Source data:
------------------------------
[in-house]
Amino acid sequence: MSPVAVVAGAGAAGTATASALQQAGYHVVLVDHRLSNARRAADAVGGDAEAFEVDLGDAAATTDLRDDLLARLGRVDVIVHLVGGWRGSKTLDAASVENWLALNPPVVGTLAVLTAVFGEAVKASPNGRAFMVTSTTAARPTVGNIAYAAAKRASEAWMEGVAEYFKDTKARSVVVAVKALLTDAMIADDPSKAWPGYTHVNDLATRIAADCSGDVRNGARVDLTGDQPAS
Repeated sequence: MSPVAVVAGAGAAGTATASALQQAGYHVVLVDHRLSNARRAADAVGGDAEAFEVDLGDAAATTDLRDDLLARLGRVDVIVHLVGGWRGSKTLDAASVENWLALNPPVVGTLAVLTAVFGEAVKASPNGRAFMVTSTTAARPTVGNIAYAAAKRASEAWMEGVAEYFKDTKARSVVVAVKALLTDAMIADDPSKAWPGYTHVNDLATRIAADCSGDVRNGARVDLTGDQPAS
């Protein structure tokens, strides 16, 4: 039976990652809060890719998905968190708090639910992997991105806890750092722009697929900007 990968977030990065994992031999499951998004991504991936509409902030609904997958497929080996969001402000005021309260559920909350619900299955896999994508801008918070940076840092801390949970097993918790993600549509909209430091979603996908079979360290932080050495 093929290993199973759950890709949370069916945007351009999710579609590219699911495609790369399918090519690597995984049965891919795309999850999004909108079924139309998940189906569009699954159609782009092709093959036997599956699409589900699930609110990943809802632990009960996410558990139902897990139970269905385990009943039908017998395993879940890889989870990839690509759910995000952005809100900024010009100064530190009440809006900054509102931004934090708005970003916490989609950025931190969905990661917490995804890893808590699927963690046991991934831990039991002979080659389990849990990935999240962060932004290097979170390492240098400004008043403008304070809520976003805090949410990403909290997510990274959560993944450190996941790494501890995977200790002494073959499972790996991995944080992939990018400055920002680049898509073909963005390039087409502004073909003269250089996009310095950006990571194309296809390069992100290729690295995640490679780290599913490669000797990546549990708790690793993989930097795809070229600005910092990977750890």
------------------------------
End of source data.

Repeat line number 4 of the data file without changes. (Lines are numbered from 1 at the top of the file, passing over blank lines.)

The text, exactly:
């Protein structure tokens, strides 16, 4: 039976990652809060890719998905968190708090639910992997991105806890750092722009697929900007 990968977030990065994992031999499951998004991504991936509409902030609904997958497929080996969001402000005021309260559920909350619900299955896999994508801008918070940076840092801390949970097993918790993600549509909209430091979603996908079979360290932080050495 093929290993199973759950890709949370069916945007351009999710579609590219699911495609790369399918090519690597995984049965891919795309999850999004909108079924139309998940189906569009699954159609782009092709093959036997599956699409589900699930609110990943809802632990009960996410558990139902897990139970269905385990009943039908017998395993879940890889989870990839690509759910995000952005809100900024010009100064530190009440809006900054509102931004934090708005970003916490989609950025931190969905990661917490995804890893808590699927963690046991991934831990039991002979080659389990849990990935999240962060932004290097979170390492240098400004008043403008304070809520976003805090949410990403909290997510990274959560993944450190996941790494501890995977200790002494073959499972790996991995944080992939990018400055920002680049898509073909963005390039087409502004073909003269250089996009310095950006990571194309296809390069992100290729690295995640490679780290599913490669000797990546549990708790690793993989930097795809070229600005910092990977750890």